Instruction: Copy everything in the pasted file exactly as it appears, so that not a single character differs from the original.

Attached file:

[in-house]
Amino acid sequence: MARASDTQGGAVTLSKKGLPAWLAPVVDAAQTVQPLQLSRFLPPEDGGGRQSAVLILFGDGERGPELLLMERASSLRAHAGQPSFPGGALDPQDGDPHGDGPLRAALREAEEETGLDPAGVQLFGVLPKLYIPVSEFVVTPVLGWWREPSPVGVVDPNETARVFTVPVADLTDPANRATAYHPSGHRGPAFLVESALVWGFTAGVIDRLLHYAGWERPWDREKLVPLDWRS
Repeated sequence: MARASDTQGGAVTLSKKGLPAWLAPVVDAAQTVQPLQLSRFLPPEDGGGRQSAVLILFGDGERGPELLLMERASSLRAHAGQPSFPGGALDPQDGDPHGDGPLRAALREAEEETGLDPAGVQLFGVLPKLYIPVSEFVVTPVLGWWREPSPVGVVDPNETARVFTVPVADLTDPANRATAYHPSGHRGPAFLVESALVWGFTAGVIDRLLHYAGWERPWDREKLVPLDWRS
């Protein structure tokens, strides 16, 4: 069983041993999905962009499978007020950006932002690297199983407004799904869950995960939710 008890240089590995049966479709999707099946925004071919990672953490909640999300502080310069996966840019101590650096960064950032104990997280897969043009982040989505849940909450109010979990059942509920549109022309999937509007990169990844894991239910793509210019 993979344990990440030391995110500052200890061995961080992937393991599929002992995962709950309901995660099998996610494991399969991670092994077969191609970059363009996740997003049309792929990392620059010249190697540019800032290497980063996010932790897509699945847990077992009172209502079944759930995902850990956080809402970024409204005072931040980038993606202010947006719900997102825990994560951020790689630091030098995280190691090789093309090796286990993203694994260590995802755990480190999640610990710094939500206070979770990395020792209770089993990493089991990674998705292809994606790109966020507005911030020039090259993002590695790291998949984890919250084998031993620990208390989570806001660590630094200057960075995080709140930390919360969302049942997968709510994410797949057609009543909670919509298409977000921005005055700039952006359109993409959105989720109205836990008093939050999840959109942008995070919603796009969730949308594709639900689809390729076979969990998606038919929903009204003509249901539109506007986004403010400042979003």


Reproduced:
[in-house]
Amino acid sequence: MARASDTQGGAVTLSKKGLPAWLAPVVDAAQTVQPLQLSRFLPPEDGGGRQSAVLILFGDGERGPELLLMERASSLRAHAGQPSFPGGALDPQDGDPHGDGPLRAALREAEEETGLDPAGVQLFGVLPKLYIPVSEFVVTPVLGWWREPSPVGVVDPNETARVFTVPVADLTDPANRATAYHPSGHRGPAFLVESALVWGFTAGVIDRLLHYAGWERPWDREKLVPLDWRS
Repeated sequence: MARASDTQGGAVTLSKKGLPAWLAPVVDAAQTVQPLQLSRFLPPEDGGGRQSAVLILFGDGERGPELLLMERASSLRAHAGQPSFPGGALDPQDGDPHGDGPLRAALREAEEETGLDPAGVQLFGVLPKLYIPVSEFVVTPVLGWWREPSPVGVVDPNETARVFTVPVADLTDPANRATAYHPSGHRGPAFLVESALVWGFTAGVIDRLLHYAGWERPWDREKLVPLDWRS
């Protein structure tokens, strides 16, 4: 069983041993999905962009499978007020950006932002690297199983407004799904869950995960939710 008890240089590995049966479709999707099946925004071919990672953490909640999300502080310069996966840019101590650096960064950032104990997280897969043009982040989505849940909450109010979990059942509920549109022309999937509007990169990844894991239910793509210019 993979344990990440030391995110500052200890061995961080992937393991599929002992995962709950309901995660099998996610494991399969991670092994077969191609970059363009996740997003049309792929990392620059010249190697540019800032290497980063996010932790897509699945847990077992009172209502079944759930995902850990956080809402970024409204005072931040980038993606202010947006719900997102825990994560951020790689630091030098995280190691090789093309090796286990993203694994260590995802755990480190999640610990710094939500206070979770990395020792209770089993990493089991990674998705292809994606790109966020507005911030020039090259993002590695790291998949984890919250084998031993620990208390989570806001660590630094200057960075995080709140930390919360969302049942997968709510994410797949057609009543909670919509298409977000921005005055700039952006359109993409959105989720109205836990008093939050999840959109942008995070919603796009969730949308594709639900689809390729076979969990998606038919929903009204003509249901539109506007986004403010400042979003």